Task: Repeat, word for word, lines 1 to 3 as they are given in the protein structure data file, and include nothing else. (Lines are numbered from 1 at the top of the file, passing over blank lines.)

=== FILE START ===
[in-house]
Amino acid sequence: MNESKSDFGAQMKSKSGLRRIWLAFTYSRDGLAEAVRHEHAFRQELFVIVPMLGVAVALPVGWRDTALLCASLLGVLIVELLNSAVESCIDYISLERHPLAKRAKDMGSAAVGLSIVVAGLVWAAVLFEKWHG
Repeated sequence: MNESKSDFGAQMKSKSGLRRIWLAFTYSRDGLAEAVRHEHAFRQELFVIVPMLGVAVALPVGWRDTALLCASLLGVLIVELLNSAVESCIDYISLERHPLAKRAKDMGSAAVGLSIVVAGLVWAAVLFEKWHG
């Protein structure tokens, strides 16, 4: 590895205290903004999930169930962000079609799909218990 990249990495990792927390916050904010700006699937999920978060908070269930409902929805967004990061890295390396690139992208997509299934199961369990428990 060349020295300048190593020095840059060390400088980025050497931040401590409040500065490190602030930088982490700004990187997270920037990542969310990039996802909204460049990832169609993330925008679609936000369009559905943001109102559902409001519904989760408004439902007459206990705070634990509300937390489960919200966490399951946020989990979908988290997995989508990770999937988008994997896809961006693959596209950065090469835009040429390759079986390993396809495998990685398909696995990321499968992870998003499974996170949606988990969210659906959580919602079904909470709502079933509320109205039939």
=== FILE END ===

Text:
[in-house]
Amino acid sequence: MNESKSDFGAQMKSKSGLRRIWLAFTYSRDGLAEAVRHEHAFRQELFVIVPMLGVAVALPVGWRDTALLCASLLGVLIVELLNSAVESCIDYISLERHPLAKRAKDMGSAAVGLSIVVAGLVWAAVLFEKWHG
Repeated sequence: MNESKSDFGAQMKSKSGLRRIWLAFTYSRDGLAEAVRHEHAFRQELFVIVPMLGVAVALPVGWRDTALLCASLLGVLIVELLNSAVESCIDYISLERHPLAKRAKDMGSAAVGLSIVVAGLVWAAVLFEKWHG